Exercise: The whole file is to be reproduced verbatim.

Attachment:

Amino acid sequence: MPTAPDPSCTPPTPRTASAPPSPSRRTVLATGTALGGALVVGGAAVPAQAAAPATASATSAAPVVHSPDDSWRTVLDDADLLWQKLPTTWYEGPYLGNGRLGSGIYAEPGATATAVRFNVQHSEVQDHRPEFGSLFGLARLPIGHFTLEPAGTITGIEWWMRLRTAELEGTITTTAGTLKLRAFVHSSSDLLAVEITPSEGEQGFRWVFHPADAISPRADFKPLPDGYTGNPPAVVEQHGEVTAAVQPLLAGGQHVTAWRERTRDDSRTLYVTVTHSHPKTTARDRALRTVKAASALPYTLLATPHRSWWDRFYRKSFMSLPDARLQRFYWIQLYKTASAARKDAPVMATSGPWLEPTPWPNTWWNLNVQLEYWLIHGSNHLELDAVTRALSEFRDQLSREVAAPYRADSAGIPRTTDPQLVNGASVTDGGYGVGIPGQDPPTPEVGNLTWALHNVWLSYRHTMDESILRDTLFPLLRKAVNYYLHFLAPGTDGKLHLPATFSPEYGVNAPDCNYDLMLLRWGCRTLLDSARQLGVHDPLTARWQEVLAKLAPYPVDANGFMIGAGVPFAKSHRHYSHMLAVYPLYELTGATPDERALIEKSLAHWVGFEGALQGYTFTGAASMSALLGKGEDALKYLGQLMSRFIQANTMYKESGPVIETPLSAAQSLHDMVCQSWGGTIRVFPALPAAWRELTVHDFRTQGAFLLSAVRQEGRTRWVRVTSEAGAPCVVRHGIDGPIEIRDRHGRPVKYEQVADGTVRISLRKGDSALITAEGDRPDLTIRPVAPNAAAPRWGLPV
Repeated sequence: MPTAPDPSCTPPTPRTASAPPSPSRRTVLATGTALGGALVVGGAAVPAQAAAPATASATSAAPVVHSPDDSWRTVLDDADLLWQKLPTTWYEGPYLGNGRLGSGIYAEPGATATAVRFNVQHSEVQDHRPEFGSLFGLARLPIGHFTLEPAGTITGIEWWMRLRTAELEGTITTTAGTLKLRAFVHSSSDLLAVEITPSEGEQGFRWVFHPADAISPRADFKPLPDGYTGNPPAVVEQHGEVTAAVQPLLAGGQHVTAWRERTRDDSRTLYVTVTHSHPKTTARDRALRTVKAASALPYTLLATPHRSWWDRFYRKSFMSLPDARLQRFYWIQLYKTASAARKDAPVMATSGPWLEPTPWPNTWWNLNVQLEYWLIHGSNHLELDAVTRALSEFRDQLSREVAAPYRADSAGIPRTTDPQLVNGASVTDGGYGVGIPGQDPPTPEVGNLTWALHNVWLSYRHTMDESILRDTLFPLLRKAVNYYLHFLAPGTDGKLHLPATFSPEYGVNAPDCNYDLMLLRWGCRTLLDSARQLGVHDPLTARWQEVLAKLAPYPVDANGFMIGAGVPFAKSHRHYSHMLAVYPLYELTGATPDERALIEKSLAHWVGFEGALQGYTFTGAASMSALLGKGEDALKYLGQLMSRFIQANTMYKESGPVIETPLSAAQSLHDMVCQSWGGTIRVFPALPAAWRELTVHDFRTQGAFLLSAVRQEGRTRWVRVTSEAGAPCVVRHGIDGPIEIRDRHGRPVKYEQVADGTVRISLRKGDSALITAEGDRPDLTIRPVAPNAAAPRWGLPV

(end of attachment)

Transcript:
Amino acid sequence: MPTAPDPSCTPPTPRTASAPPSPSRRTVLATGTALGGALVVGGAAVPAQAAAPATASATSAAPVVHSPDDSWRTVLDDADLLWQKLPTTWYEGPYLGNGRLGSGIYAEPGATATAVRFNVQHSEVQDHRPEFGSLFGLARLPIGHFTLEPAGTITGIEWWMRLRTAELEGTITTTAGTLKLRAFVHSSSDLLAVEITPSEGEQGFRWVFHPADAISPRADFKPLPDGYTGNPPAVVEQHGEVTAAVQPLLAGGQHVTAWRERTRDDSRTLYVTVTHSHPKTTARDRALRTVKAASALPYTLLATPHRSWWDRFYRKSFMSLPDARLQRFYWIQLYKTASAARKDAPVMATSGPWLEPTPWPNTWWNLNVQLEYWLIHGSNHLELDAVTRALSEFRDQLSREVAAPYRADSAGIPRTTDPQLVNGASVTDGGYGVGIPGQDPPTPEVGNLTWALHNVWLSYRHTMDESILRDTLFPLLRKAVNYYLHFLAPGTDGKLHLPATFSPEYGVNAPDCNYDLMLLRWGCRTLLDSARQLGVHDPLTARWQEVLAKLAPYPVDANGFMIGAGVPFAKSHRHYSHMLAVYPLYELTGATPDERALIEKSLAHWVGFEGALQGYTFTGAASMSALLGKGEDALKYLGQLMSRFIQANTMYKESGPVIETPLSAAQSLHDMVCQSWGGTIRVFPALPAAWRELTVHDFRTQGAFLLSAVRQEGRTRWVRVTSEAGAPCVVRHGIDGPIEIRDRHGRPVKYEQVADGTVRISLRKGDSALITAEGDRPDLTIRPVAPNAAAPRWGLPV
Repeated sequence: MPTAPDPSCTPPTPRTASAPPSPSRRTVLATGTALGGALVVGGAAVPAQAAAPATASATSAAPVVHSPDDSWRTVLDDADLLWQKLPTTWYEGPYLGNGRLGSGIYAEPGATATAVRFNVQHSEVQDHRPEFGSLFGLARLPIGHFTLEPAGTITGIEWWMRLRTAELEGTITTTAGTLKLRAFVHSSSDLLAVEITPSEGEQGFRWVFHPADAISPRADFKPLPDGYTGNPPAVVEQHGEVTAAVQPLLAGGQHVTAWRERTRDDSRTLYVTVTHSHPKTTARDRALRTVKAASALPYTLLATPHRSWWDRFYRKSFMSLPDARLQRFYWIQLYKTASAARKDAPVMATSGPWLEPTPWPNTWWNLNVQLEYWLIHGSNHLELDAVTRALSEFRDQLSREVAAPYRADSAGIPRTTDPQLVNGASVTDGGYGVGIPGQDPPTPEVGNLTWALHNVWLSYRHTMDESILRDTLFPLLRKAVNYYLHFLAPGTDGKLHLPATFSPEYGVNAPDCNYDLMLLRWGCRTLLDSARQLGVHDPLTARWQEVLAKLAPYPVDANGFMIGAGVPFAKSHRHYSHMLAVYPLYELTGATPDERALIEKSLAHWVGFEGALQGYTFTGAASMSALLGKGEDALKYLGQLMSRFIQANTMYKESGPVIETPLSAAQSLHDMVCQSWGGTIRVFPALPAAWRELTVHDFRTQGAFLLSAVRQEGRTRWVRVTSEAGAPCVVRHGIDGPIEIRDRHGRPVKYEQVADGTVRISLRKGDSALITAEGDRPDLTIRPVAPNAAAPRWGLPV